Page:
In a period of low interest rates, Real Estate Investment Trusts (REITs) offer great income potential. They are also stocks, which subjects them to market volatility, but this means the firms are wired to grow their asset bases and profits over time. Exchange-traded funds (ETFs) hold baskets of these securities and offer investors liquid and low-cost ways to gain exposure to this asset class. Below are some of the best options currently in the marketplace:

Large Cap

The best bet for most investors is to stay focused on the U.S. and buy into the largest public companies. The Vanguard REIT ETF (VNQ) is at the top of the list for broad, diversified exposure and a very reasonable expense ratio. The ETF recently reported a robust $44 billion in total assets, a 3.1% dividend yield and rock-bottom expense ratio of 10 basis points. The top-five holdings represent a "who’s who" of the largest REIT operators out there: Simon Property Group (SPG), Public Storage (PSA), Equity Residential (EQR), Prologis (PLD) and Ventas (VTR).

Two other options in the large-cap domestic space include the iShares Dow Jones U.S. Real Estate Index Fund (IYR) with $4.5 billion in total recent assets and a 0.46% expense ratio. The SPDR Dow Jones REIT ETF (RWR) is slightly smaller at $2.6 billion in assets but sports a more reasonable 0.25% expense ratio. There is much overlap with VNQ, making it the more liquid and lower-cost option.

Mid and Small Options

Smaller REIT firms have an opportunity to grow faster than the larger players in the industry. To that end, the PowerShares KBW Premium Yield Equity REIT (KBWY) was built to have at least 90% of its assets in small- and mid-cap holdings of the KBW index listed in the ETF’s name. The current yield is impressive at 4.47%, though the expense ratio is getting up there at 0.35%. Total assets are also relatively small at around $90 million, which could make liquidity a concern to some investors.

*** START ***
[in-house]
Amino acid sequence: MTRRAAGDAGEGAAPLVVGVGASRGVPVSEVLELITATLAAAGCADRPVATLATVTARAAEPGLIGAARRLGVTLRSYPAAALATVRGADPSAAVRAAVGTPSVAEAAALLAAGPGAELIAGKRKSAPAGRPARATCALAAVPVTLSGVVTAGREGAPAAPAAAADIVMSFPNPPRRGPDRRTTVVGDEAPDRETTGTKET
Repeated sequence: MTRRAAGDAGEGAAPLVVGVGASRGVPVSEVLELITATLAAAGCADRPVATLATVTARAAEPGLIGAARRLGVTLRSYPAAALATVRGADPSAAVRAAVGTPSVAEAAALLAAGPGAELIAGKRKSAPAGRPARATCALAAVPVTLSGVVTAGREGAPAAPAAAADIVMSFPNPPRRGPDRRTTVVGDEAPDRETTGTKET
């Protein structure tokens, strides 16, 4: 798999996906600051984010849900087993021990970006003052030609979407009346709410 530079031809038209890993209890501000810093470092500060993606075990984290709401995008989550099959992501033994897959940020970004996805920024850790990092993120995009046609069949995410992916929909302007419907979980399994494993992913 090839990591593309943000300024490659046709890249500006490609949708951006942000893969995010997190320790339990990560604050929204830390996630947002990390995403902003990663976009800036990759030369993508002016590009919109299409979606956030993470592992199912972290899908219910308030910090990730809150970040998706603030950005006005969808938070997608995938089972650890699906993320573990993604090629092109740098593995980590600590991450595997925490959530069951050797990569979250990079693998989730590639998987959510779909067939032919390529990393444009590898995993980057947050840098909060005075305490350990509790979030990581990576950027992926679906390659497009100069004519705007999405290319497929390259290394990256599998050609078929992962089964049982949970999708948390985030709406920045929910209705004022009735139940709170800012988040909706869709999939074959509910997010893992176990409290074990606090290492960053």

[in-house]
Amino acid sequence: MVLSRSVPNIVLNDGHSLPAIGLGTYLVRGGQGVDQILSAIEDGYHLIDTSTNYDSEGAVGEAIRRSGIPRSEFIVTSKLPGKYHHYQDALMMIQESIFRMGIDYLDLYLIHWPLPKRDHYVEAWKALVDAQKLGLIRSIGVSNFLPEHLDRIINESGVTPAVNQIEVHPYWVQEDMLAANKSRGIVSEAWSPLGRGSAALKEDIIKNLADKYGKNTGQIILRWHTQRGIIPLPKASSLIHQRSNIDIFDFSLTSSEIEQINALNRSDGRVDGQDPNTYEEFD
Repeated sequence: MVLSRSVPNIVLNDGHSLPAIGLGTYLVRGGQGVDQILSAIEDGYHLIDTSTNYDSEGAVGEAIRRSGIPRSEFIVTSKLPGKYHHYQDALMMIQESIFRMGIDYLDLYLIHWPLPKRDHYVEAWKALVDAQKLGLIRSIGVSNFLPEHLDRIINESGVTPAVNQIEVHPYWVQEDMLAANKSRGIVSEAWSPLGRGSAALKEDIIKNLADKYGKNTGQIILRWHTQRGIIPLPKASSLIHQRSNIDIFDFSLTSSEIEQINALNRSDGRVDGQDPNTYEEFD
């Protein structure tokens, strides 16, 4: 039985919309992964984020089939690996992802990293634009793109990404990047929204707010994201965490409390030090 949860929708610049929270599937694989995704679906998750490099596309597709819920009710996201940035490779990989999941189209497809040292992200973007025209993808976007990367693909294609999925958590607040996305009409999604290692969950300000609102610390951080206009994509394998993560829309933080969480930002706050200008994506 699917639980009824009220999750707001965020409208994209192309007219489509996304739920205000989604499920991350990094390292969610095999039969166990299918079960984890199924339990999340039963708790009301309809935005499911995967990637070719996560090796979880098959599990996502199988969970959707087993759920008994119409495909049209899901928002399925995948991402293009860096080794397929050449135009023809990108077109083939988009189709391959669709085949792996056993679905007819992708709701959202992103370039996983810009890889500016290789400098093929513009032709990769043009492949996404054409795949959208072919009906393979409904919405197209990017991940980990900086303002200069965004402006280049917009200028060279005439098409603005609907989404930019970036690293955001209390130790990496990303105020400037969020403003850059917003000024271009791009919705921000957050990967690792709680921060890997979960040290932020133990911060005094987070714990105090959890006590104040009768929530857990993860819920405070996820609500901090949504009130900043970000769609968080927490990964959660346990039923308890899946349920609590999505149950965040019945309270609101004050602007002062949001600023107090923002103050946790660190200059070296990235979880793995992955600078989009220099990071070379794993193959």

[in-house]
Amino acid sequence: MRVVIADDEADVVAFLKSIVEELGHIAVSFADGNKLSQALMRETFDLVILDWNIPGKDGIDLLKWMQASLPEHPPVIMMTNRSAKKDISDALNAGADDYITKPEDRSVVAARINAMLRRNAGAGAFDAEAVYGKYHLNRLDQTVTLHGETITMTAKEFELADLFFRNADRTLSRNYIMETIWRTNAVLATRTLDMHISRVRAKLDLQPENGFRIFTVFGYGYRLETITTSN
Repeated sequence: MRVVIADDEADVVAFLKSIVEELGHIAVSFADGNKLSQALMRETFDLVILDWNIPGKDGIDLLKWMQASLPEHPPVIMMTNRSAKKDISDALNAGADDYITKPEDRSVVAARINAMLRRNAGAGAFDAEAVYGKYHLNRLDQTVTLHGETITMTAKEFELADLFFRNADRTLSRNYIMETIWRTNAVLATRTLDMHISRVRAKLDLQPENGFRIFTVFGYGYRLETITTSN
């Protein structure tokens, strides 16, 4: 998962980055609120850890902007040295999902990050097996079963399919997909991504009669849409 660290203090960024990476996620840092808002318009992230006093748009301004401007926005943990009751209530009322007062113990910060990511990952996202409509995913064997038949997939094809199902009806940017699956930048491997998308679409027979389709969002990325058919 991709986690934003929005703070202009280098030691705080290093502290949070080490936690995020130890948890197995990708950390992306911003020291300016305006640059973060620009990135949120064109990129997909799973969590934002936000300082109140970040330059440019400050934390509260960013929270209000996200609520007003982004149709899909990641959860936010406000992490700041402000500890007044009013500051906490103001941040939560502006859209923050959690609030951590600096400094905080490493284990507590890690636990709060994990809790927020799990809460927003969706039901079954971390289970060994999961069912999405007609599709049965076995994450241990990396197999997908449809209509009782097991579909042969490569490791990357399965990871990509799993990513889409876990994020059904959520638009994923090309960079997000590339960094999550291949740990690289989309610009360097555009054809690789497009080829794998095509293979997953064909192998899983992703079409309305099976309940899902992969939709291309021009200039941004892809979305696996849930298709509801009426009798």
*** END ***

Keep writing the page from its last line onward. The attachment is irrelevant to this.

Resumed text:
Go International

Markets outside the U.S. have decent growth prospects as well. And though most don't have a market as developed as the REIT market in the U.S., growth can be more robust, such as in certain emerging markets or those in Europe that are in the early stages of an economic recovery.

To supplement the Vanguard REIT ETF exposure detailed above, Vanguard logically offers the Vanguard Global ex-U.S. Real Estate ETF (VNQI). It has nearly $2 billion in assets and a 3.5% yield. The expense ratio is 0.27%, which makes sense as international funds generally charge more than domestic ones.

An Active Alternative

Most ETFs simply mirror their underlying index, but a search revealed one ETF that looks to actively manage its REIT exposure. The PowerShares Active U.S. Real Estate Portfolio (PSR) has a solid rating, though its yield is small at 1.4%, as are the asset levels of $47 million. The fee is more active as well at 0.80%, but the active exposure could at least let investors recoup the fee with a steady period of outperformance from its benchmark (the MSCI Global REIT Index).

The Bottom Line

Most investors will be best served investing in the passive ETF options. Active alternatives include the ETF above, as well as an option to invest in some of the better-run individual ETFs.

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